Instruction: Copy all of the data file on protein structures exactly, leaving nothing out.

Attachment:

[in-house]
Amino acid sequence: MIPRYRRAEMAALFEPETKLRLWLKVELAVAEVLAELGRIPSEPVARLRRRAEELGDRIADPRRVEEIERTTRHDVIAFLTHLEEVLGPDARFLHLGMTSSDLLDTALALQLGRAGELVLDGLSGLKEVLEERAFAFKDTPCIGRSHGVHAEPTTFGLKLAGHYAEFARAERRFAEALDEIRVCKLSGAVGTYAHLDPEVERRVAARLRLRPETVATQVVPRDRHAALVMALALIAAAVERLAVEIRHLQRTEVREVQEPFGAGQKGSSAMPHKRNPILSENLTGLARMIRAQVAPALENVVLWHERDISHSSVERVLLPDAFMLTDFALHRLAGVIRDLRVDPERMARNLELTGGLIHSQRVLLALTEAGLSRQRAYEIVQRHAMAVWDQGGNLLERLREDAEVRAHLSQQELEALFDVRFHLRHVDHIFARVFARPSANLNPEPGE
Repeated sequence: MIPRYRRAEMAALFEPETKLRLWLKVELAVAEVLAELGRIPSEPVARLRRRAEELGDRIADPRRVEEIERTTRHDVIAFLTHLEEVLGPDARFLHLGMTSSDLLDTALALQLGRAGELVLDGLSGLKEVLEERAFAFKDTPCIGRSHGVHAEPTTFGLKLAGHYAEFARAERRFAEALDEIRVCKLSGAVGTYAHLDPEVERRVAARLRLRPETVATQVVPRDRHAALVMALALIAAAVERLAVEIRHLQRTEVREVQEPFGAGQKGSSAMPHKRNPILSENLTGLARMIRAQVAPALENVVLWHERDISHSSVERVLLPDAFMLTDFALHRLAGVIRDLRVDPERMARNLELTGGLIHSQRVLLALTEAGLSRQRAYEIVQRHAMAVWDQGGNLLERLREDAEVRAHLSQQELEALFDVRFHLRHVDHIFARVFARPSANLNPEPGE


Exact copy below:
[in-house]
Amino acid sequence: MIPRYRRAEMAALFEPETKLRLWLKVELAVAEVLAELGRIPSEPVARLRRRAEELGDRIADPRRVEEIERTTRHDVIAFLTHLEEVLGPDARFLHLGMTSSDLLDTALALQLGRAGELVLDGLSGLKEVLEERAFAFKDTPCIGRSHGVHAEPTTFGLKLAGHYAEFARAERRFAEALDEIRVCKLSGAVGTYAHLDPEVERRVAARLRLRPETVATQVVPRDRHAALVMALALIAAAVERLAVEIRHLQRTEVREVQEPFGAGQKGSSAMPHKRNPILSENLTGLARMIRAQVAPALENVVLWHERDISHSSVERVLLPDAFMLTDFALHRLAGVIRDLRVDPERMARNLELTGGLIHSQRVLLALTEAGLSRQRAYEIVQRHAMAVWDQGGNLLERLREDAEVRAHLSQQELEALFDVRFHLRHVDHIFARVFARPSANLNPEPGE
Repeated sequence: MIPRYRRAEMAALFEPETKLRLWLKVELAVAEVLAELGRIPSEPVARLRRRAEELGDRIADPRRVEEIERTTRHDVIAFLTHLEEVLGPDARFLHLGMTSSDLLDTALALQLGRAGELVLDGLSGLKEVLEERAFAFKDTPCIGRSHGVHAEPTTFGLKLAGHYAEFARAERRFAEALDEIRVCKLSGAVGTYAHLDPEVERRVAARLRLRPETVATQVVPRDRHAALVMALALIAAAVERLAVEIRHLQRTEVREVQEPFGAGQKGSSAMPHKRNPILSENLTGLARMIRAQVAPALENVVLWHERDISHSSVERVLLPDAFMLTDFALHRLAGVIRDLRVDPERMARNLELTGGLIHSQRVLLALTEAGLSRQRAYEIVQRHAMAVWDQGGNLLERLREDAEVRAHLSQQELEALFDVRFHLRHVDHIFARVFARPSANLNPEPGE